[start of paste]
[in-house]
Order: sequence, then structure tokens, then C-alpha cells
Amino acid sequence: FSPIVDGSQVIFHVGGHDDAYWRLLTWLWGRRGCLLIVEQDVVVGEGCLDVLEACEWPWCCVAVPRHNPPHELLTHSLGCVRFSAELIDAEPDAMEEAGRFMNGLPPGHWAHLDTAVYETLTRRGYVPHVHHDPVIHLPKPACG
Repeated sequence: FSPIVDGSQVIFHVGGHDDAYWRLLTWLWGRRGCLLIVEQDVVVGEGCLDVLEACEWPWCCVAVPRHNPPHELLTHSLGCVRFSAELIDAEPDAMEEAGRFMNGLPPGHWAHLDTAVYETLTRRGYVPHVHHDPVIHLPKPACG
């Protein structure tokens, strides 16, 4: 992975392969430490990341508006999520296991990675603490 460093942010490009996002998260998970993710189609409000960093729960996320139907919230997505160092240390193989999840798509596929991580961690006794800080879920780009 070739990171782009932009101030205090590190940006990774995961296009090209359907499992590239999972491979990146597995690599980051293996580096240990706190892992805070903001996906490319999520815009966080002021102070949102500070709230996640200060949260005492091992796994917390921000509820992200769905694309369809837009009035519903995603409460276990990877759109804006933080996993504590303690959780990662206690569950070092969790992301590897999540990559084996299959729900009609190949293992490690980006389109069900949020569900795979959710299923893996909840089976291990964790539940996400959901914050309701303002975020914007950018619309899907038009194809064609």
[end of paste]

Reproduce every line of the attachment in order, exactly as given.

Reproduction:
[in-house]
Order: sequence, then structure tokens, then C-alpha cells
Amino acid sequence: FSPIVDGSQVIFHVGGHDDAYWRLLTWLWGRRGCLLIVEQDVVVGEGCLDVLEACEWPWCCVAVPRHNPPHELLTHSLGCVRFSAELIDAEPDAMEEAGRFMNGLPPGHWAHLDTAVYETLTRRGYVPHVHHDPVIHLPKPACG
Repeated sequence: FSPIVDGSQVIFHVGGHDDAYWRLLTWLWGRRGCLLIVEQDVVVGEGCLDVLEACEWPWCCVAVPRHNPPHELLTHSLGCVRFSAELIDAEPDAMEEAGRFMNGLPPGHWAHLDTAVYETLTRRGYVPHVHHDPVIHLPKPACG
């Protein structure tokens, strides 16, 4: 992975392969430490990341508006999520296991990675603490 460093942010490009996002998260998970993710189609409000960093729960996320139907919230997505160092240390193989999840798509596929991580961690006794800080879920780009 070739990171782009932009101030205090590190940006990774995961296009090209359907499992590239999972491979990146597995690599980051293996580096240990706190892992805070903001996906490319999520815009966080002021102070949102500070709230996640200060949260005492091992796994917390921000509820992200769905694309369809837009009035519903995603409460276990990877759109804006933080996993504590303690959780990662206690569950070092969790992301590897999540990559084996299959729900009609190949293992490690980006389109069900949020569900795979959710299923893996909840089976291990964790539940996400959901914050309701303002975020914007950018619309899907038009194809064609």